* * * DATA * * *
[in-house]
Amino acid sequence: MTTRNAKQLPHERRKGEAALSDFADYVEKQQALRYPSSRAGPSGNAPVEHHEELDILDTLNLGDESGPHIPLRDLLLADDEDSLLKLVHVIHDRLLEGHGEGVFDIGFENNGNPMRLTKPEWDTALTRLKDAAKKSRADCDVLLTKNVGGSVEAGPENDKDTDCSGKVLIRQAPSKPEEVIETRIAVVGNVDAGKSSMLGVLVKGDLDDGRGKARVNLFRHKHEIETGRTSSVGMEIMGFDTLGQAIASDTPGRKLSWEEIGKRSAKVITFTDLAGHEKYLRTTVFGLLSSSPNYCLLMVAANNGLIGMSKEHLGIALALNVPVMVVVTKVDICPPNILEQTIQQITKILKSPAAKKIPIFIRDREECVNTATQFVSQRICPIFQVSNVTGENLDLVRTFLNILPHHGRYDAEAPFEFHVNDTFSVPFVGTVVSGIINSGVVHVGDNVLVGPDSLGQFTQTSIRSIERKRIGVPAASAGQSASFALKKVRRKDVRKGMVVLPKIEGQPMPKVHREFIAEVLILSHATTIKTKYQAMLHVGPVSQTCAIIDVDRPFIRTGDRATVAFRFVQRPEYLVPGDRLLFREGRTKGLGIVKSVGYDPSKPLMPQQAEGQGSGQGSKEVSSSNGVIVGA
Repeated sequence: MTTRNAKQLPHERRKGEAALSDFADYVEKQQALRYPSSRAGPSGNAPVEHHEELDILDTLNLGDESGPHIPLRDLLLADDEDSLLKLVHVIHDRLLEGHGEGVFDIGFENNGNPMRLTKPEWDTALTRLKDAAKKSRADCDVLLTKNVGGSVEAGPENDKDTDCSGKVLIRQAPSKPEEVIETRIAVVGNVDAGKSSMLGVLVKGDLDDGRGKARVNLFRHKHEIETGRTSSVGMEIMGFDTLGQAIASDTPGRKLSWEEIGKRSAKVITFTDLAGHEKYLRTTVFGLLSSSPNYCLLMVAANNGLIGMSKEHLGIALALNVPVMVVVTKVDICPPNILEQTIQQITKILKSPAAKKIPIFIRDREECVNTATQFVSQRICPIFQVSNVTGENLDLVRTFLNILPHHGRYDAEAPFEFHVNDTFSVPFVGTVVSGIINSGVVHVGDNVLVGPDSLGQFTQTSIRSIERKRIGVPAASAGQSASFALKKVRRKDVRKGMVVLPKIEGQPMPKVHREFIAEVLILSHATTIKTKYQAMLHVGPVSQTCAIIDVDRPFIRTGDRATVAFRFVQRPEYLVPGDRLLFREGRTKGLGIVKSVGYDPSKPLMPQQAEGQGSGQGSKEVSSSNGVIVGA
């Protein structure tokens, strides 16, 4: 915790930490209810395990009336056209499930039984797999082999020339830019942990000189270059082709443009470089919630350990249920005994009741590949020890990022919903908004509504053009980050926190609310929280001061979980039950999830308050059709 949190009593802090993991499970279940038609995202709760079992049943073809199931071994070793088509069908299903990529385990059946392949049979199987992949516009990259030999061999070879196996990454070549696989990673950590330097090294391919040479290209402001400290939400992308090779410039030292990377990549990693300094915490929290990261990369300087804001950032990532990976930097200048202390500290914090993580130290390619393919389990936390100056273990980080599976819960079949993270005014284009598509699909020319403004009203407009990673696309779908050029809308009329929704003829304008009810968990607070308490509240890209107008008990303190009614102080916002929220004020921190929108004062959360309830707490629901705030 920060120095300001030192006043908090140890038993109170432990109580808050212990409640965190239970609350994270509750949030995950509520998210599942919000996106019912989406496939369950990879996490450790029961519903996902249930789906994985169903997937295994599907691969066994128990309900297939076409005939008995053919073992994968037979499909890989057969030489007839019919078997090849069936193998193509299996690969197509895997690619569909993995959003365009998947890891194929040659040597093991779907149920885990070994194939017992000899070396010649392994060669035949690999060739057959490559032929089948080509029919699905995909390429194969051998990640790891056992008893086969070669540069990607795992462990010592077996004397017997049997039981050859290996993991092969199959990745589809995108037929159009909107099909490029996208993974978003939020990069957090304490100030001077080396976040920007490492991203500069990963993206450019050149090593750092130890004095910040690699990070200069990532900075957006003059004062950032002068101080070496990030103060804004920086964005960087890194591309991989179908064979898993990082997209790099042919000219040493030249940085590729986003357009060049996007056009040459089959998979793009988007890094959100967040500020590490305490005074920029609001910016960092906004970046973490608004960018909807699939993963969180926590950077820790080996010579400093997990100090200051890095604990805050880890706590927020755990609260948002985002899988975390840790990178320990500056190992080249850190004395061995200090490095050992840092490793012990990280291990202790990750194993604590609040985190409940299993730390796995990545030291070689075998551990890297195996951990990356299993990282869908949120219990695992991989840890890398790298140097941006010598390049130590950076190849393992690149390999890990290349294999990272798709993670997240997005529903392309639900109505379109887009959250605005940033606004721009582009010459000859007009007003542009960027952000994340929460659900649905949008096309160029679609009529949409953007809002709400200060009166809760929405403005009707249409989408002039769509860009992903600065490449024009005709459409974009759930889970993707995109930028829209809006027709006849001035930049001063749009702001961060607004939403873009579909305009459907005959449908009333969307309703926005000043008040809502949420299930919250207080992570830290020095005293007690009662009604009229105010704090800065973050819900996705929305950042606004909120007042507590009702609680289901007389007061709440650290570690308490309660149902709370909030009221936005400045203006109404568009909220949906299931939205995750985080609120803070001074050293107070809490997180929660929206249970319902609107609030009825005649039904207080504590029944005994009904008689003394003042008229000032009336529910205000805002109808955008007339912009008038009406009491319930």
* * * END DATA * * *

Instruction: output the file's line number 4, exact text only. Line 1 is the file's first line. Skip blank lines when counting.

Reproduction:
């Protein structure tokens, strides 16, 4: 915790930490209810395990009336056209499930039984797999082999020339830019942990000189270059082709443009470089919630350990249920005994009741590949020890990022919903908004509504053009980050926190609310929280001061979980039950999830308050059709 949190009593802090993991499970279940038609995202709760079992049943073809199931071994070793088509069908299903990529385990059946392949049979199987992949516009990259030999061999070879196996990454070549696989990673950590330097090294391919040479290209402001400290939400992308090779410039030292990377990549990693300094915490929290990261990369300087804001950032990532990976930097200048202390500290914090993580130290390619393919389990936390100056273990980080599976819960079949993270005014284009598509699909020319403004009203407009990673696309779908050029809308009329929704003829304008009810968990607070308490509240890209107008008990303190009614102080916002929220004020921190929108004062959360309830707490629901705030 920060120095300001030192006043908090140890038993109170432990109580808050212990409640965190239970609350994270509750949030995950509520998210599942919000996106019912989406496939369950990879996490450790029961519903996902249930789906994985169903997937295994599907691969066994128990309900297939076409005939008995053919073992994968037979499909890989057969030489007839019919078997090849069936193998193509299996690969197509895997690619569909993995959003365009998947890891194929040659040597093991779907149920885990070994194939017992000899070396010649392994060669035949690999060739057959490559032929089948080509029919699905995909390429194969051998990640790891056992008893086969070669540069990607795992462990010592077996004397017997049997039981050859290996993991092969199959990745589809995108037929159009909107099909490029996208993974978003939020990069957090304490100030001077080396976040920007490492991203500069990963993206450019050149090593750092130890004095910040690699990070200069990532900075957006003059004062950032002068101080070496990030103060804004920086964005960087890194591309991989179908064979898993990082997209790099042919000219040493030249940085590729986003357009060049996007056009040459089959998979793009988007890094959100967040500020590490305490005074920029609001910016960092906004970046973490608004960018909807699939993963969180926590950077820790080996010579400093997990100090200051890095604990805050880890706590927020755990609260948002985002899988975390840790990178320990500056190992080249850190004395061995200090490095050992840092490793012990990280291990202790990750194993604590609040985190409940299993730390796995990545030291070689075998551990890297195996951990990356299993990282869908949120219990695992991989840890890398790298140097941006010598390049130590950076190849393992690149390999890990290349294999990272798709993670997240997005529903392309639900109505379109887009959250605005940033606004721009582009010459000859007009007003542009960027952000994340929460659900649905949008096309160029679609009529949409953007809002709400200060009166809760929405403005009707249409989408002039769509860009992903600065490449024009005709459409974009759930889970993707995109930028829209809006027709006849001035930049001063749009702001961060607004939403873009579909305009459907005959449908009333969307309703926005000043008040809502949420299930919250207080992570830290020095005293007690009662009604009229105010704090800065973050819900996705929305950042606004909120007042507590009702609680289901007389007061709440650290570690308490309660149902709370909030009221936005400045203006109404568009909220949906299931939205995750985080609120803070001074050293107070809490997180929660929206249970319902609107609030009825005649039904207080504590029944005994009904008689003394003042008229000032009336529910205000805002109808955008007339912009008038009406009491319930």